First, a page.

DEV Community

Cover image for Linux front-end development environment: my experience.
Giuseppe Ciullo
Giuseppe Ciullo

Posted on

Linux front-end development environment: my experience.

When I started programming I had no idea of the difference between front-end and back-end development. I had a basic knowledge of java and php and I had experience in a Windows environment. For some reasons I urgently needed a laptop and installed ubuntu 13.04 on an old netbook. Since then I have never left Linux, even using it on my Dell Precision 5520.

In this article I will describe a pratical setup to start front-end development in Linux. I will not describe all Linux programs or commands we can use.

1. Distro

Linux has many distros and each of them has different characteristics. They can be divided into 3 families:

  • Debian based: Debian, Ubuntu, Linux Mint, etc
  • RedHat based: Fedora and CentOS
  • Arch based: Arch, Manjaro, etc shell I personally chose Ubuntu because it doesn’t waste my time setting it up. After all, my goal is to have a system that makes me do my job well. You can download Ubuntu from here

Alt Text

2. Setup the environment

On Debian-based distributions, packages can be downloaded via the APT package manager.
Let’s start with installing everything we need to get started!

2.1. Node.js

As a Freelance I often need to have multiple versions of Node.js on my PC.
To achieve that, I use NVM (Node Version Manager).
It allows me to easily install, remove and change the node version.

Alt Text

To install nvm we can open a terminal and execute:

$ wget -qO- | bash
Enter fullscreen mode Exit fullscreen mode

Here is a list of commands made available by nvm:

nvm install 10.10.0 # install a node version (eg. 10.10.0)
nvm ls # list installed node versions
nvm use v10.10.0 #use the choosen version
Enter fullscreen mode Exit fullscreen mode

For more information about NVM you can visit this link

2.2. Editor/IDE

Linux has powerful code editors such as VIM or Emacs that can be used in front-end development.
However, from experience, I prefer to focus on my work and not on the configuration of the tools I use.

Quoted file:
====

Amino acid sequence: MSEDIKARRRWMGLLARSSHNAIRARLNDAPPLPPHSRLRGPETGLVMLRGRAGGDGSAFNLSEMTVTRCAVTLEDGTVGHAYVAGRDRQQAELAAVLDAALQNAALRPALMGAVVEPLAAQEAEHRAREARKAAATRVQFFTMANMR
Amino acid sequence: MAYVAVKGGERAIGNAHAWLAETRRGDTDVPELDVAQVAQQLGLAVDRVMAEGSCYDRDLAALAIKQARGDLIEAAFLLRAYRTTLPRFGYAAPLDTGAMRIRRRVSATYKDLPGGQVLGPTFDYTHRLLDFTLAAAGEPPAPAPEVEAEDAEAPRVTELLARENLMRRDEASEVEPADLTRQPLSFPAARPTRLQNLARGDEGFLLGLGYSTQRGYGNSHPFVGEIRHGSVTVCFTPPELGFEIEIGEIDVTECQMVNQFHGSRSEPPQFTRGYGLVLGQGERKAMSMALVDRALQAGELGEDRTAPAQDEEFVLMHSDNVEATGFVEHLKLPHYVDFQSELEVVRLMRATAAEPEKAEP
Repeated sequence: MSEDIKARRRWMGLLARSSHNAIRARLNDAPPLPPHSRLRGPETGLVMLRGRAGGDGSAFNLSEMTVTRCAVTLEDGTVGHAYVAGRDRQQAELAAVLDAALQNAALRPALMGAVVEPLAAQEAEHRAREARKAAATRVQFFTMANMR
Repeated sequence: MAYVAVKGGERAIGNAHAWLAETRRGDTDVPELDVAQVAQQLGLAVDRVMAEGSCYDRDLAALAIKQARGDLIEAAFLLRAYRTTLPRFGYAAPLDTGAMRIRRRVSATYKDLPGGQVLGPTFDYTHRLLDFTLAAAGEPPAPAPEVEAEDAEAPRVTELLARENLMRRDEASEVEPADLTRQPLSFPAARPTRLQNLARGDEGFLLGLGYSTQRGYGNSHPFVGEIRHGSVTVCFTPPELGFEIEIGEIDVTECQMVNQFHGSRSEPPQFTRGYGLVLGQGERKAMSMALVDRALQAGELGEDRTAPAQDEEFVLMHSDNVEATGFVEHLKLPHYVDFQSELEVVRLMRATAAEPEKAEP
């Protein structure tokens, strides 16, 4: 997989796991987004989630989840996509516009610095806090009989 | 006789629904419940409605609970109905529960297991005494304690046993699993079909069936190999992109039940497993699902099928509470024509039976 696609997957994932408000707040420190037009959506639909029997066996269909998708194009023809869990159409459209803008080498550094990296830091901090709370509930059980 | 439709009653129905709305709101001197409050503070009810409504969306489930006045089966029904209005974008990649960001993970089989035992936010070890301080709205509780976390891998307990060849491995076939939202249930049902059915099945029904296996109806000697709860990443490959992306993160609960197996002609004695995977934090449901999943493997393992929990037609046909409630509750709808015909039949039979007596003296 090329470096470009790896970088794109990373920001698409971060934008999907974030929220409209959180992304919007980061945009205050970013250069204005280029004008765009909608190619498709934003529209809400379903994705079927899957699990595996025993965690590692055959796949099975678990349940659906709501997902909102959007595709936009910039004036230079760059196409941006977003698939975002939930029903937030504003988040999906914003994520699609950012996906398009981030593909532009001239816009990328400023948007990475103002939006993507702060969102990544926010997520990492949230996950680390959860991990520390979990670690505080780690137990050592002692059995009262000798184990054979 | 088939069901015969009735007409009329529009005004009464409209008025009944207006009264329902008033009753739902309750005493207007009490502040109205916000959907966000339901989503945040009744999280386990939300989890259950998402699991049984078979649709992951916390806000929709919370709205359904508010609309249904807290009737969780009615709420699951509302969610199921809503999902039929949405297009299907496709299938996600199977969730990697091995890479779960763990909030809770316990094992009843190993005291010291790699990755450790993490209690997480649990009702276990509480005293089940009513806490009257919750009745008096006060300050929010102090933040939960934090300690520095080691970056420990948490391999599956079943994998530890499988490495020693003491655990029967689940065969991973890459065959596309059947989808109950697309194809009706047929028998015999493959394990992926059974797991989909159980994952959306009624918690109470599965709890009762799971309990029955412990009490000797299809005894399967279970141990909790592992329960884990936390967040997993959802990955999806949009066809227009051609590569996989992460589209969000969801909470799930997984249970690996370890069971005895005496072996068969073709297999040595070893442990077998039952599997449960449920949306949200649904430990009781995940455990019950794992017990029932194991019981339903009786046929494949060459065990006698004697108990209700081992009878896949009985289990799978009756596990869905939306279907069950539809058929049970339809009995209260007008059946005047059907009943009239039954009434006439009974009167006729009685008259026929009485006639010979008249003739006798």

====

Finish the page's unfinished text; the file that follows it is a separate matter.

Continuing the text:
For this reason I use Visual Studio Code or Webstorm which immediately give me a ready to use environment.

$ sudo snap install code --classic # install Visual Studio Code
$ sudo snap install webstorm --classic # install WebStorm
Enter fullscreen mode Exit fullscreen mode

2.3 (Bonus) Docker

As a freelancer I found the use of docker essential. For all information on installing on Ubuntu you can visit this page.

3. Design tools

In my work I often deal with many designers who often use different software to design sites or apps.

Unfortunately, the major software houses do not support Linux but there are many solutions to this problem.

3.1. Alternative Programs

For small personal projects it may be useful to use alternative programs. Below I will mention the ones that make sense to me to be mentioned.

  • GLIMPSE: Open Source Alternative to Adobe Photoshop
  • Inkscape: Open Source alternative to Adobe Illustrator
  • Gravit Designer: Alternative to Sketch or Adobe XD

3.2. Web App

Another solution to the problem is using a Web App such as:

3.3. (Bonus) Virtual Machine

If you need to use Adobe apps, Sketch or other standalone software, you could consider using a virtual machine. For my environment I choose VMWare.


Front-end development in Linux is a very good experience. Many people think that for this type of work they need an Apple PC. And, surely, that’s true if you have to use creative programs as a pro.
But for development, everything in Linux is much faster and more controllable. So, don’t fear to start your developer experience in Linux and save money for a Front-end course!

Top comments (4)

davcri profile image
Davide Cristini

It may be because I used GNU/Linux for a long time, but I didn't find any real benefit when working on OSX in my daily routine.
Yes I love the machine: great hardware, great design, great ergonomics, great display,... but software-wise I feel more productive on GNU/Linux (as a developer).

davcri profile image
Davide Cristini

Well the only real benefit it's the ability to copy text from the terminal using Command+C, instead of CTRL+SHIFT+C (or the secondary clipboard)

noviceguru profile image

Hi Joseph!
I've been using windows for front end development. Linux looks a lot handier actually, however when I started developing on Linux, I found out that the resolution is a lot higher, or in simple words whatever component I develop, is smaller than it would appear on Windows.
Well, mostly my clients use Windows and Mac, so I should be able to design and develop something that is proportionally OK on Windows.
Do you have any Idea of what I can do to safely develop on Linux?

josephciullo profile image
Giuseppe Ciullo

recently I tried to develop in Windows using WSL.

Here the steps:
1) Install a Linux distro with WSL
2) Follow step 2.1. of the article
3) Install VSCode or Webstorm in Windows (both support WSL)

With this method you can develop using a linux environment and Windows programs